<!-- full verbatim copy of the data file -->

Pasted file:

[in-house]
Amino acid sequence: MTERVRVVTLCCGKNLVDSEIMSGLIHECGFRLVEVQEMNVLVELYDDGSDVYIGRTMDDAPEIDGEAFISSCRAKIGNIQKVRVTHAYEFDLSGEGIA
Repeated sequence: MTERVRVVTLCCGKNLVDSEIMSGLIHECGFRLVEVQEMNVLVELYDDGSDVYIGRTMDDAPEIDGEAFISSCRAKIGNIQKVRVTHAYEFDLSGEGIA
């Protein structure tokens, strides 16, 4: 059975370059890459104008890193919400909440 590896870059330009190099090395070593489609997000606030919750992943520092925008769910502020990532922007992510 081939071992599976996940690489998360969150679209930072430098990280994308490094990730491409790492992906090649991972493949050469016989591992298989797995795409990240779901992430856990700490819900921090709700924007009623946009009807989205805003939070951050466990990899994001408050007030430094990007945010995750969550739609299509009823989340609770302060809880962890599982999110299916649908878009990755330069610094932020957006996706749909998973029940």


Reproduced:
[in-house]
Amino acid sequence: MTERVRVVTLCCGKNLVDSEIMSGLIHECGFRLVEVQEMNVLVELYDDGSDVYIGRTMDDAPEIDGEAFISSCRAKIGNIQKVRVTHAYEFDLSGEGIA
Repeated sequence: MTERVRVVTLCCGKNLVDSEIMSGLIHECGFRLVEVQEMNVLVELYDDGSDVYIGRTMDDAPEIDGEAFISSCRAKIGNIQKVRVTHAYEFDLSGEGIA
């Protein structure tokens, strides 16, 4: 059975370059890459104008890193919400909440 590896870059330009190099090395070593489609997000606030919750992943520092925008769910502020990532922007992510 081939071992599976996940690489998360969150679209930072430098990280994308490094990730491409790492992906090649991972493949050469016989591992298989797995795409990240779901992430856990700490819900921090709700924007009623946009009807989205805003939070951050466990990899994001408050007030430094990007945010995750969550739609299509009823989340609770302060809880962890599982999110299916649908878009990755330069610094932020957006996706749909998973029940």